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Producing Excellence

Margaret Evans and Kevin Brown

Pittsville, MD

Groundworks Farm

Products: Produce

Size of Operation: 40 acres

In Business Since: 2012

Farm Credit Partner: MidAtlantic Farm Credit

Managing a CSA (Community Supported Agriculture) operation requires a lot of planning to provide the right amount of the right produce for its members – members who purchase “shares" in the farm in exchange for weekly boxes of fresh produce grown with the money they've invested. Although neither grew up on a farm, Margaret Evans and Kevin Brown undertook the challenge in Vermont. Two years later, they've moved their operation, Groundworks Farm, to Maryland, hoping to capitalize on the longer growing season and larger and more concentrated potential customer base. They'll also be benefitting from owning their land rather than renting it, a change made possible with MidAtlantic Farm Credit.

“The lease was a good opportunity to learn from experience, but we couldn't reach the farm's full potential," Margaret says. “Some crops take a while to establish. Owning our own farm and having that security means we can put in long-term improvements. Kevin is thinking about adding fruit to the shares, so we'd be able to have an orchard."

Margaret and Kevin currently offer their members summer and winter produce, pasture-raised meat and poultry, and eggs and cheese form a local supplier. Planning crops can be tricky, but crop data from other CSA farms provided a starting point. “We think about the crop, approximate yield, and what we want to provide in the share," says Margaret. “On new land, we'll quadruple those numbers because we don't really know how it will produce."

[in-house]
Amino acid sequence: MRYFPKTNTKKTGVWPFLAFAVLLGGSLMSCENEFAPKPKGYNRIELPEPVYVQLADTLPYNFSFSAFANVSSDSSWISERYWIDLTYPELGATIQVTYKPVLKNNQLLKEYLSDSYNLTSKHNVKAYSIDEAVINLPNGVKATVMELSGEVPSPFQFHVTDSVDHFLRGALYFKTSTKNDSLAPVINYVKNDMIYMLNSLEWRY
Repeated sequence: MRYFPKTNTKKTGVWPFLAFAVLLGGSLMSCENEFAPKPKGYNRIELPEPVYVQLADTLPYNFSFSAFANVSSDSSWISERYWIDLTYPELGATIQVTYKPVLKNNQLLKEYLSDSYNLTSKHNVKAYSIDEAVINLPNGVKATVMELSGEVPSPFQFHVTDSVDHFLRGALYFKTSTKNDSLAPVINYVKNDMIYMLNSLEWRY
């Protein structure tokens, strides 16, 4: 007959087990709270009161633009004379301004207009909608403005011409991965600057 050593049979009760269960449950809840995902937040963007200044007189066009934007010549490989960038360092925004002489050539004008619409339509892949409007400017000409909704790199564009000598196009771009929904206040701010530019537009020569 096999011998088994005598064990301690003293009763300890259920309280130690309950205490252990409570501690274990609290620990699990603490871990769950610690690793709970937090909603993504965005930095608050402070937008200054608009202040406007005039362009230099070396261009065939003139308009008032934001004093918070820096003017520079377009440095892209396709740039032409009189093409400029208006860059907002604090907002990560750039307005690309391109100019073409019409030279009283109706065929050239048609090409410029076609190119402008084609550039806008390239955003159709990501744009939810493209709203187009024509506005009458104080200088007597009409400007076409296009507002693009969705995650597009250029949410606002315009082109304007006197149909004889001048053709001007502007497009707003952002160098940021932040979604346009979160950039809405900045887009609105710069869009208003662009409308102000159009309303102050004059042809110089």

For example, if Groundworks plans to include several heads of lettuce each week, they'll do succession planting to make sure they can provide produce staples that they know people like to see frequently. For more unusual vegetables that aren't included in weekly shares, they calculate how many pounds a crop such as kohlrabi will yield, how much each member will receive, and plan the crop from there.

Sometimes they need to explain to customers that a favorite variety from the previous season didn't do well and won't be in the share. “It creates a connection," says Margaret. “Our customers have been really happy – we've gotten great feedback. We grow more than 100 vegetable varieties, so if one kind of lettuce doesn't do well that year, the members won't see it in the share. But we grow enough that we can still provide a diversified share."

Growing plenty to reduce risk means that there's a lot of produce left at the end of the season. To eliminate food waste, Groundworks invites people to come to the farm to glean, a manual process of harvesting the crops in the field after the commercial harvest has been completed. Also strengthening their connection to the community, Margaret and Kevin conduct farm work days where members came to the farm and participated in various farm activities.

“We want to make our farm feel like more than where you're buying food," says Margaret. “We find that when people come and participate, they're more invested and become more excited about the farm and the food. If you come out and help plant onions for the afternoon, you're going to be more excited when you get onions in your share later in the season."

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